the island of Guam and at American Memorial Park on the island of Saipan. Other stations include Grand Canyon, Yellowstone, Grand Teton and Saguaro national parks. Jones is vice president of the Associated Student Council. She was named the Peninsula College Art Feiro Award winner in 2012 as the athlete in women’s basketball who best exemplified leadership, athleticism, academics and citizenship. This year, she was named to the Northwest Athletic Association of Community Colleges — or NWAACC — All-Academic Team for 2012-2013 and was also awarded the NWAACC Academic Leadership Award. In April, she was named Peninsula College Student of the Month. She is a President’s Medal winner and member of Phi Theta Kappa. The Port Angeles High School Orchestra will perform before and during the ceremony, and members of the PC Jazz Ensemble will perform at the reception in the PUB following commencement.

Peninsula high school graduations set this weekend PENINSULA DAILY NEWS

Graduating seniors at several North Olympic Peninsula high schools will receive diplomas during commencement ceremonies this weekend. High schools in Sequim, Port Angeles, Joyce, Clallam Bay and Quilcene plan ceremonies. They are: ■ Sequim High School — 6 p.m. today, Sequim High stadium, 601 N. Sequim Ave.; estimated 199 graduates. ■ Port Angeles High School — 8 p.m. today in the gymnasium, 304 E. Park Ave.; estimated 190 to 195 graduates. ■ Clallam Bay High School — 2 p.m. Saturday, Clallam Bay High gymnasium, 16933 Highway 112; 12 graduates. ■ Quilcene High School and Crossroads Community School — 2 p.m. Saturday, Quilcene High gymnasium, 294715 U.S. Highway 101; 15 graduates. ■ Crescent High School — 3 p.m. Saturday, Crescent High gymnasium, 50350 state Highway 112; 17 graduates and two foreign-exchange students. High schools in Port Townsend, Chimacum, Neah Bay and Forks had their ceremonies last weekend. The Quileute Tribal School ceremony for three students was June 5, and Port Angeles’ Lincoln High School conferred diplomas on 12 graduates Thursday. For family or friends who are unable to attend the ceremony but would still like to be a part of the occasion, the college will provide a live video stream.

The Internet telecast will be available at the Peninsula College website on UStream at www.ustream. tv/channel/peninsulacollege.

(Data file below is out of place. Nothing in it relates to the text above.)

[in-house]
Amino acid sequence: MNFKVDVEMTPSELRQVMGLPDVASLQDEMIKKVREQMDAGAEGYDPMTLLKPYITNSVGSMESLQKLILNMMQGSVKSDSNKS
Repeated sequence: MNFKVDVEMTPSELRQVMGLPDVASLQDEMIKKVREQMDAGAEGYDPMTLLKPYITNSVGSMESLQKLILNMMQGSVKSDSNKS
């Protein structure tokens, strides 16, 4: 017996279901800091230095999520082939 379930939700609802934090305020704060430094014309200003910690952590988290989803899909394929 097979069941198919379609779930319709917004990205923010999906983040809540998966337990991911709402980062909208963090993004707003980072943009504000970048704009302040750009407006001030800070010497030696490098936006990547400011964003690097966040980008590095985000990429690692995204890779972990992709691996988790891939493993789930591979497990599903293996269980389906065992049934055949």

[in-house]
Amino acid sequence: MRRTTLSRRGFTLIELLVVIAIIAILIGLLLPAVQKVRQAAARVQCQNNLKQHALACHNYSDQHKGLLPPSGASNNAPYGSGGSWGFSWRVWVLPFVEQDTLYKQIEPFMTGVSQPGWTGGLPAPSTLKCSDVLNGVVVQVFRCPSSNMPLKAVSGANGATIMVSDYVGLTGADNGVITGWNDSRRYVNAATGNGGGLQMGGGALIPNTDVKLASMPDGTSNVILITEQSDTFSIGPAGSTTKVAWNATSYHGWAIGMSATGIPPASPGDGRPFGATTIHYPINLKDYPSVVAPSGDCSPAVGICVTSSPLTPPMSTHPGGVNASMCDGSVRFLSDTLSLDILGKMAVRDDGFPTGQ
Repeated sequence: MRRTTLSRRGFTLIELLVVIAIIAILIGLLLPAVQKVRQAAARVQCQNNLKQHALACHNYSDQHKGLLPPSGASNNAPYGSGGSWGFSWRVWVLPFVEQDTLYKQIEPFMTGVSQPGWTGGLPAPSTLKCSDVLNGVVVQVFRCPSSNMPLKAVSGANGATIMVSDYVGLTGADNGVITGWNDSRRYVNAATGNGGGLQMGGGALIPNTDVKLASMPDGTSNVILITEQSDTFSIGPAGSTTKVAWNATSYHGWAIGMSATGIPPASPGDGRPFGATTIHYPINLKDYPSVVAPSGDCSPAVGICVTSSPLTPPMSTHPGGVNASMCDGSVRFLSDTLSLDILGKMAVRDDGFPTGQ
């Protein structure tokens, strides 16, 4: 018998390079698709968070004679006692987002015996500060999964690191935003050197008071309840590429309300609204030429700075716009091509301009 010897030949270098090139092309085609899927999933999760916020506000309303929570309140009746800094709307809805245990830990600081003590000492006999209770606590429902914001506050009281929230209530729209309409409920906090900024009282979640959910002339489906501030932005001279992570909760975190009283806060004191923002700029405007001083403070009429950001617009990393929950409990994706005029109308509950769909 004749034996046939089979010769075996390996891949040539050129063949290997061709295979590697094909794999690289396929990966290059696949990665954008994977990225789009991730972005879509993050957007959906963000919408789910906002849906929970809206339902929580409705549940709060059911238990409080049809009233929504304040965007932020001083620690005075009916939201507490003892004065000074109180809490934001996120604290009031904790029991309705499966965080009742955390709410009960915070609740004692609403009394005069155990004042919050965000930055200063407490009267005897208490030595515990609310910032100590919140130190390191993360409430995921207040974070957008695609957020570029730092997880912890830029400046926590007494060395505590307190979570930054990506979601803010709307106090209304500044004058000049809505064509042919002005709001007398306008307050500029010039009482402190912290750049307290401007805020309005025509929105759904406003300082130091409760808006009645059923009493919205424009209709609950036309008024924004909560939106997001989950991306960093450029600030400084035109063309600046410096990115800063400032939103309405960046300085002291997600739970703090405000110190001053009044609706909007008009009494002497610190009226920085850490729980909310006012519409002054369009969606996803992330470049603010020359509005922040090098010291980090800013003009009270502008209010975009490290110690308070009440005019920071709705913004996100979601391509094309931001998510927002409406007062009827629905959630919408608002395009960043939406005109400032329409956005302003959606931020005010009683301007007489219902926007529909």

PA to be in the pink starting today Operation Uplift to begin fundraiser

DŽƐƚĐƌĞĚŝƚĐĂƌĚƐĞdžŝƐƚƚŽŵĂŬĞƚŚĞŝƌŝƐƐƵĞƌŵŽŶĞLJ͘KƵƌƐŝƐĚŝīĞƌĞŶƚ͘ tĞĂƌĞŽǁŶĞĚďLJŽƵƌŵĞŵďĞƌƐ͘ŶĚĂƐĂĮŶĂŶĐŝĂůĐŽͲŽƉ͕ǁĞŵĂŬĞ ĚĞĐŝƐŝŽŶƐƚŚĂƚĂƌĞďĞƐƚĨŽƌŽƵƌŵĞŵďĞƌƐ͘

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weekend as the annual Pink Up Port Angeles campaign begins. The annual fundraising campaign is conducted by Soroptimists International of Port Angeles (noon club). The campaign begins with a bake sale today. Volunteers will tie pink ribbons throughout town Saturday, and other events will continue through June 23. The weeklong campaign is a fundraiser for Operation Uplift, a Port Angelesbased group that provides education, information, support meetings, a 24-hour phone line, free clinics, prostheses and wigs for both women and men with all types of cancer. Operation Uplift operates on donations with an all-volunteer board of directors. All Pink Up donations remain in Clallam County, Soroptimists said. In 2012, the campaign netted Operation Uplift $33,800. Here is the schedule: ■ Today — 10 a.m. to 4 p.m., bake sale at Swain’s General Store, 602 E. First St. ■ Saturday — 9 a.m., volunteers tie pink ribbons throughout the downtown. Those who want to help can meet at Port Angeles Realty at 1129 E. Front St. ■ Saturday — 9 a.m., free breast health clinic at Olympic Medical Center’s MRI Digital Imaging Cen-

ter for those who are underinsured or lack insurance. Appointments are needed. To reserve a place, phone 360-457-5141 and leave a message. The call will be returned with information, said Liz ZenonianWaud, executive director of Operation Uplift. Up to 20 people can attend the clinic Saturday. If more are interested, then their names will be taken for a possible free clinic later, Zenonian-Waud said. ■ Sunday— 10 a.m., Dennis Wilcox Memorial Pooch & Papa Walk and 5k walk/run on the waterfront trail. The walk, in which are owners are encouraged to bring their leashed dogs, will begin at City Pier, continue on the trail to Francis Street Park for a hand stamp and return to City Pier for a bag of dog treats. Registration the day of the event at City Pier is $20.

Pink Out the Pier ■ Wednesday — 5 p.m., Pink Out the Pier. Pink cookies, cancer information and Zumba and fitness exhibits are planned. ■ Thursday — 5 p.m., Pink Take Over of the Chestnut Cottage with local “celebrity” waiters and waitresses. The all-you-caneat spaghetti feed is $10. ■ Friday, June 21 — Noon, shotgun start for the Pink Up Golf Tournament at Peninsula Golf Club, 824

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Finale dinner ■ Saturday, June 22 — 5:30 p.m., no-host cocktails for Pink Up Finale dinner at the Port Angeles CrabHouse, 221 N. Lincoln St. Dinner will be served at 7 p.m. Entertainment and live and silent auctions are planned. Tickets are $40 in advance and at the door. Advance tickets are available at Jim’s Pharmacy, 424 E. Second St.; All Weather Heating and Cooling, 302 Kemp St.; from any member of the Soroptimists International of Port Angeles (noon club). Reservations also can be made by emailing jmmsparks@gmail.com. Sponsors of the finale include Wilder Auto, Union Bank and Elwha Klallam Heritage Training Center, said Soroptimist Margo Peterson-Pruss. ■ Sunday, June 23 — 9 a.m., De“Pink”ing Port Angeles. Volunteers will meet at the Cornerhouse Restaurant, 101 E. Front St., for breakfast and a “depink” meeting For more information, visit www.sipawa.org.